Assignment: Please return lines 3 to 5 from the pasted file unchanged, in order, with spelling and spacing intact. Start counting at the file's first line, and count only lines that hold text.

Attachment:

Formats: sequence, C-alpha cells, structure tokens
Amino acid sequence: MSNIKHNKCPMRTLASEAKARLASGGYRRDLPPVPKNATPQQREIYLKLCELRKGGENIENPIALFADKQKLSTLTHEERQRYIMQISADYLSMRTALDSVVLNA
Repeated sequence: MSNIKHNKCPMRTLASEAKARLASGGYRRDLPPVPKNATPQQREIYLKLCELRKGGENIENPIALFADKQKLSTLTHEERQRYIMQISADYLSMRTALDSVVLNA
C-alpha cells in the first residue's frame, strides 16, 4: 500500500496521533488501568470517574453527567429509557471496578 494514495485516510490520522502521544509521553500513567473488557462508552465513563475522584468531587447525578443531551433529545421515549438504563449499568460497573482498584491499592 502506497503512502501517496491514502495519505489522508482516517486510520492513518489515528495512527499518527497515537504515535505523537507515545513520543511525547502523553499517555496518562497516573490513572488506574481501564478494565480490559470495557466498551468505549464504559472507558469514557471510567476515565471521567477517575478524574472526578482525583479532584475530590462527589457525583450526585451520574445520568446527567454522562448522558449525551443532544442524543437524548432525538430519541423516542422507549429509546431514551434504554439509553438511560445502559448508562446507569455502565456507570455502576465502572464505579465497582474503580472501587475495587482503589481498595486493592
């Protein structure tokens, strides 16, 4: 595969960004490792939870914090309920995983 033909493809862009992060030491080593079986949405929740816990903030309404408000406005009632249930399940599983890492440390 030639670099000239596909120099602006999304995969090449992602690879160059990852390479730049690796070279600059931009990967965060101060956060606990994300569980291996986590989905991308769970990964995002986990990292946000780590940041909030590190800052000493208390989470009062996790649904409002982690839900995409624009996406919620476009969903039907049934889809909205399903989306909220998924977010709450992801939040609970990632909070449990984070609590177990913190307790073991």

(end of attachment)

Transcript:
Repeated sequence: MSNIKHNKCPMRTLASEAKARLASGGYRRDLPPVPKNATPQQREIYLKLCELRKGGENIENPIALFADKQKLSTLTHEERQRYIMQISADYLSMRTALDSVVLNA
C-alpha cells in the first residue's frame, strides 16, 4: 500500500496521533488501568470517574453527567429509557471496578 494514495485516510490520522502521544509521553500513567473488557462508552465513563475522584468531587447525578443531551433529545421515549438504563449499568460497573482498584491499592 502506497503512502501517496491514502495519505489522508482516517486510520492513518489515528495512527499518527497515537504515535505523537507515545513520543511525547502523553499517555496518562497516573490513572488506574481501564478494565480490559470495557466498551468505549464504559472507558469514557471510567476515565471521567477517575478524574472526578482525583479532584475530590462527589457525583450526585451520574445520568446527567454522562448522558449525551443532544442524543437524548432525538430519541423516542422507549429509546431514551434504554439509553438511560445502559448508562446507569455502565456507570455502576465502572464505579465497582474503580472501587475495587482503589481498595486493592
């Protein structure tokens, strides 16, 4: 595969960004490792939870914090309920995983 033909493809862009992060030491080593079986949405929740816990903030309404408000406005009632249930399940599983890492440390 030639670099000239596909120099602006999304995969090449992602690879160059990852390479730049690796070279600059931009990967965060101060956060606990994300569980291996986590989905991308769970990964995002986990990292946000780590940041909030590190800052000493208390989470009062996790649904409002982690839900995409624009996406919620476009969903039907049934889809909205399903989306909220998924977010709450992801939040609970990632909070449990984070609590177990913190307790073991």